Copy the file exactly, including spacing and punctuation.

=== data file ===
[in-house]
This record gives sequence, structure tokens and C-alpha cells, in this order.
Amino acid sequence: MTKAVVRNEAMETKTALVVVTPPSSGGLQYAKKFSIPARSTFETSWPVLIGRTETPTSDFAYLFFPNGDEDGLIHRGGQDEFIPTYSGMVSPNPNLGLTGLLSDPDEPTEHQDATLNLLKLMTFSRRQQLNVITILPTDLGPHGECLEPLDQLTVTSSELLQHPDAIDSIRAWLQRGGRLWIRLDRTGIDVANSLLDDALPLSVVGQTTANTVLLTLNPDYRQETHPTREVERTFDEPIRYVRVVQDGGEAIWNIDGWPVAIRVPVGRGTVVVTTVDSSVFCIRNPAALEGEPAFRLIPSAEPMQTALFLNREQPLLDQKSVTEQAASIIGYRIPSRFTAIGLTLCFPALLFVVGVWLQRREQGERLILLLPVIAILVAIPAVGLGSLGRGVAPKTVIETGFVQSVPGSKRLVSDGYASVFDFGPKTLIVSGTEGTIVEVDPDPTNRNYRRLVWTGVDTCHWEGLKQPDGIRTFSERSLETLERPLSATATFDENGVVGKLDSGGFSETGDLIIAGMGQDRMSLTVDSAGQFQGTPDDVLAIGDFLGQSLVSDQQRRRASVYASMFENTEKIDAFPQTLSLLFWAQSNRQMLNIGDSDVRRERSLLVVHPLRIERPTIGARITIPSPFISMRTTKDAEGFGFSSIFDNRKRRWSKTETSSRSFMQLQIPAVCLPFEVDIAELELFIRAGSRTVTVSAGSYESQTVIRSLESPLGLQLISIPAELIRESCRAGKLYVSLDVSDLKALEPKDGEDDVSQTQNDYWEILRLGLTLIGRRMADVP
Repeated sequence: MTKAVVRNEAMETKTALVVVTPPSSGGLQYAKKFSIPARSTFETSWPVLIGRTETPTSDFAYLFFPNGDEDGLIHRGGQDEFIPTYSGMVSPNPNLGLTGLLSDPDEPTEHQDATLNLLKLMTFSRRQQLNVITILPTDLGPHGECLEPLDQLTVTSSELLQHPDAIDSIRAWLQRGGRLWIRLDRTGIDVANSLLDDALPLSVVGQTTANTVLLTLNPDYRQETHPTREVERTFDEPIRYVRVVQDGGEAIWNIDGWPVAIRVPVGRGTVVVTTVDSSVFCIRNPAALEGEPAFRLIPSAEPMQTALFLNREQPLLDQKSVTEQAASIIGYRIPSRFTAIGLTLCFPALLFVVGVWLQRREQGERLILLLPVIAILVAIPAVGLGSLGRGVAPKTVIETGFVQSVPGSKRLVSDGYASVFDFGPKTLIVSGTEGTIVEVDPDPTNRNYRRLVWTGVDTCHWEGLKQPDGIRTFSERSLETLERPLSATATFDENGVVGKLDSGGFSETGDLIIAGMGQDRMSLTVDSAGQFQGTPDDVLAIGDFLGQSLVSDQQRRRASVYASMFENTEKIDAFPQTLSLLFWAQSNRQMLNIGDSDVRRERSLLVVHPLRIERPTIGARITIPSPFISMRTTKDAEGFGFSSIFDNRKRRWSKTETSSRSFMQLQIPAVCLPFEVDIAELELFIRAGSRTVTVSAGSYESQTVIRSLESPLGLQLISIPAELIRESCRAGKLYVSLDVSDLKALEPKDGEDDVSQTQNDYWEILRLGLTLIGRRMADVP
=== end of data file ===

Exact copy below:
[in-house]
This record gives sequence, structure tokens and C-alpha cells, in this order.
Amino acid sequence: MTKAVVRNEAMETKTALVVVTPPSSGGLQYAKKFSIPARSTFETSWPVLIGRTETPTSDFAYLFFPNGDEDGLIHRGGQDEFIPTYSGMVSPNPNLGLTGLLSDPDEPTEHQDATLNLLKLMTFSRRQQLNVITILPTDLGPHGECLEPLDQLTVTSSELLQHPDAIDSIRAWLQRGGRLWIRLDRTGIDVANSLLDDALPLSVVGQTTANTVLLTLNPDYRQETHPTREVERTFDEPIRYVRVVQDGGEAIWNIDGWPVAIRVPVGRGTVVVTTVDSSVFCIRNPAALEGEPAFRLIPSAEPMQTALFLNREQPLLDQKSVTEQAASIIGYRIPSRFTAIGLTLCFPALLFVVGVWLQRREQGERLILLLPVIAILVAIPAVGLGSLGRGVAPKTVIETGFVQSVPGSKRLVSDGYASVFDFGPKTLIVSGTEGTIVEVDPDPTNRNYRRLVWTGVDTCHWEGLKQPDGIRTFSERSLETLERPLSATATFDENGVVGKLDSGGFSETGDLIIAGMGQDRMSLTVDSAGQFQGTPDDVLAIGDFLGQSLVSDQQRRRASVYASMFENTEKIDAFPQTLSLLFWAQSNRQMLNIGDSDVRRERSLLVVHPLRIERPTIGARITIPSPFISMRTTKDAEGFGFSSIFDNRKRRWSKTETSSRSFMQLQIPAVCLPFEVDIAELELFIRAGSRTVTVSAGSYESQTVIRSLESPLGLQLISIPAELIRESCRAGKLYVSLDVSDLKALEPKDGEDDVSQTQNDYWEILRLGLTLIGRRMADVP
Repeated sequence: MTKAVVRNEAMETKTALVVVTPPSSGGLQYAKKFSIPARSTFETSWPVLIGRTETPTSDFAYLFFPNGDEDGLIHRGGQDEFIPTYSGMVSPNPNLGLTGLLSDPDEPTEHQDATLNLLKLMTFSRRQQLNVITILPTDLGPHGECLEPLDQLTVTSSELLQHPDAIDSIRAWLQRGGRLWIRLDRTGIDVANSLLDDALPLSVVGQTTANTVLLTLNPDYRQETHPTREVERTFDEPIRYVRVVQDGGEAIWNIDGWPVAIRVPVGRGTVVVTTVDSSVFCIRNPAALEGEPAFRLIPSAEPMQTALFLNREQPLLDQKSVTEQAASIIGYRIPSRFTAIGLTLCFPALLFVVGVWLQRREQGERLILLLPVIAILVAIPAVGLGSLGRGVAPKTVIETGFVQSVPGSKRLVSDGYASVFDFGPKTLIVSGTEGTIVEVDPDPTNRNYRRLVWTGVDTCHWEGLKQPDGIRTFSERSLETLERPLSATATFDENGVVGKLDSGGFSETGDLIIAGMGQDRMSLTVDSAGQFQGTPDDVLAIGDFLGQSLVSDQQRRRASVYASMFENTEKIDAFPQTLSLLFWAQSNRQMLNIGDSDVRRERSLLVVHPLRIERPTIGARITIPSPFISMRTTKDAEGFGFSSIFDNRKRRWSKTETSSRSFMQLQIPAVCLPFEVDIAELELFIRAGSRTVTVSAGSYESQTVIRSLESPLGLQLISIPAELIRESCRAGKLYVSLDVSDLKALEPKDGEDDVSQTQNDYWEILRLGLTLIGRRMADVP